Jaidyn Probst is a proud member of the Dakota Native American tribe.
The great-granddaughter of fluent Dakota speakers has committed herself to learning the language of her people as well as the culture and heritage of the Dakota way of life.
Probst, the daughter of Jackie and Joe Probst, has spent her life in the area and has spent many hours learning from the elders and teachers of her people, and she has taken on her own leadership roles in school as well as in the community.
As a student, Probst has been an active member of the United National Indian Tribal Youth (UNITY), and this year she is serving as the group’s president.
“In UNITY we do different volunteer projects in the community,” said Probst, who is a junior at Redwood Valley High School, adding recently the group helped serve food during the Veterans Wacipi.
In her community, Probst serves as a member of the Lower Sioux Health and Human Services committee, which meets to talk about and implement programming that it hopes will lead people to live healthier lifestyles. That includes doing projects that encourage people to eat healthier and to become more active.
On a larger scale, Probst has also been selected to serve on a steering team at the state level for a Minnesota tribal youth gathering. Probst said she is one of a few Native American youth across the state who will be part of that committee, which will meet at the capitol in St. Paul and will interact with state leaders to help be the voice of Native youth.
In addition to being active in leadership, Probst has also committed to studying her Dakota culture, language and heritage, and she recently joined a new program that is teaching the Dakota language. Two days a week from 6-8 p.m. Probst joins other students at the Lower Sioux Agency Historic site to study the language, history and way of life of the Dakota.
“It’s not just about learning the language,” said Probst. “It’s all connected.”
Probst and other Dakota youth have also been participating in language bowl competitions, adding the local team has been doing pretty well considering they have not been at it very long. The team recently placed second at a competition at Prairie Island.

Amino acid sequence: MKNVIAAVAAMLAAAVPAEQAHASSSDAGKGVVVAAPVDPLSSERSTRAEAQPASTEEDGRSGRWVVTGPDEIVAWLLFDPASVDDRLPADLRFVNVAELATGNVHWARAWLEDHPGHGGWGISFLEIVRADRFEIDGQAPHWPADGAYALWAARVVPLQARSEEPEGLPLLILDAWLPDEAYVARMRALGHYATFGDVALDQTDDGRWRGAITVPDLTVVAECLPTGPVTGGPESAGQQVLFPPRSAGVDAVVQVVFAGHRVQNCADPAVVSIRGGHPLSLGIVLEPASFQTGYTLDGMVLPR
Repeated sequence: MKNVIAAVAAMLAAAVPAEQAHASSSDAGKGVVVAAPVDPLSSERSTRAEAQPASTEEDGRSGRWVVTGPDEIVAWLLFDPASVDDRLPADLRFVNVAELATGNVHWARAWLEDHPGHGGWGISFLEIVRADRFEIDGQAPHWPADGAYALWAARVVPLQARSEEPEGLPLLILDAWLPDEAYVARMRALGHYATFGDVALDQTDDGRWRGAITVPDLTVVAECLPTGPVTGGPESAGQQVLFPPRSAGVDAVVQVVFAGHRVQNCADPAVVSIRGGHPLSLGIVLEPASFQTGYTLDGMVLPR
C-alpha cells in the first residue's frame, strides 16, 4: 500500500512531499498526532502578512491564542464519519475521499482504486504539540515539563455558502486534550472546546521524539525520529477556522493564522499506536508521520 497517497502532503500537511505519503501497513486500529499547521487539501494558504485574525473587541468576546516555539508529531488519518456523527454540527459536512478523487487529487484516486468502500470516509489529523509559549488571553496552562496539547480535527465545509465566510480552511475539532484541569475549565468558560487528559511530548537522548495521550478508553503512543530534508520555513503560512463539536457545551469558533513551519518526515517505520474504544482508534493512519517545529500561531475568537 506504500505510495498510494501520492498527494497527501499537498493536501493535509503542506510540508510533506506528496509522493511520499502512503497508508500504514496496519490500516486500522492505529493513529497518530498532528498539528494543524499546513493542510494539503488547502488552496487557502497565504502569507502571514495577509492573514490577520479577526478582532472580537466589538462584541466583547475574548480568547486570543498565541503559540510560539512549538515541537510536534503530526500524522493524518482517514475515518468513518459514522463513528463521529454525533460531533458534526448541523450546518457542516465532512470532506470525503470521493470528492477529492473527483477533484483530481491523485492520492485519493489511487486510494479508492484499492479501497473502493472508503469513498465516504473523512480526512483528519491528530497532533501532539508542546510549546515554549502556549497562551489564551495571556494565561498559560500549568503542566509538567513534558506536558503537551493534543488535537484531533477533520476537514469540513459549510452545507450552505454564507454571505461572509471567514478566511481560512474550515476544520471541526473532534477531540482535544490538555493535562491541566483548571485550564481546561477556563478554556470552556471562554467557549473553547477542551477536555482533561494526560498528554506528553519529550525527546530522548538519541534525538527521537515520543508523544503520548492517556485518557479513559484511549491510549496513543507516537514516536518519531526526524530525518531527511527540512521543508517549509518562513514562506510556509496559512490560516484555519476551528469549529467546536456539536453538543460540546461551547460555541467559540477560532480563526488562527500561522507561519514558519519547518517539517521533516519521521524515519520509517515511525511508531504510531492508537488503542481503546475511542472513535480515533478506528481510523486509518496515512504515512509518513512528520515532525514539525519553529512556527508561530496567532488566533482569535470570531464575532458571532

“We lost by one point to a team that has been studying the language for four years,” said Probst.
Probst said before she started intentionally studying the Dakota language she had been able to speak a few words and phrases, but through the class and the language bowl program she is learning a lot more.
Probst has also been able to express herself through art, and to help celebrate Native American Month in November, Probst painted the designs and the Cardinal logo that can be found on the teepee currently set up at Redwood Valley schools.
Probst said the designs, including the medicine wheel, symbolize the Dakota culture, adding she really enjoyed the chance to work on that project.
When she was young, Probst also celebrated her culture as a jingle dress dancer. All of it, Probst said, is intended to help her become more aware of who she is and to provide her with the information she needs to help educate others about what it means to be Native American.
Probst said she hopes to pursue a career in the medical field after graduating from high school, adding she would love to be able to attend a college that would also allow her to continue studying Dakota language.
Raising awareness of the Native American way of life and helping society move beyond the stereotypes that exist when it comes to her culture is very important to Probst.
Being Dakota is simply who Jaidyn Probst is, and she is committed to putting in the work to understanding what that means for herself, her community and everyone she meets.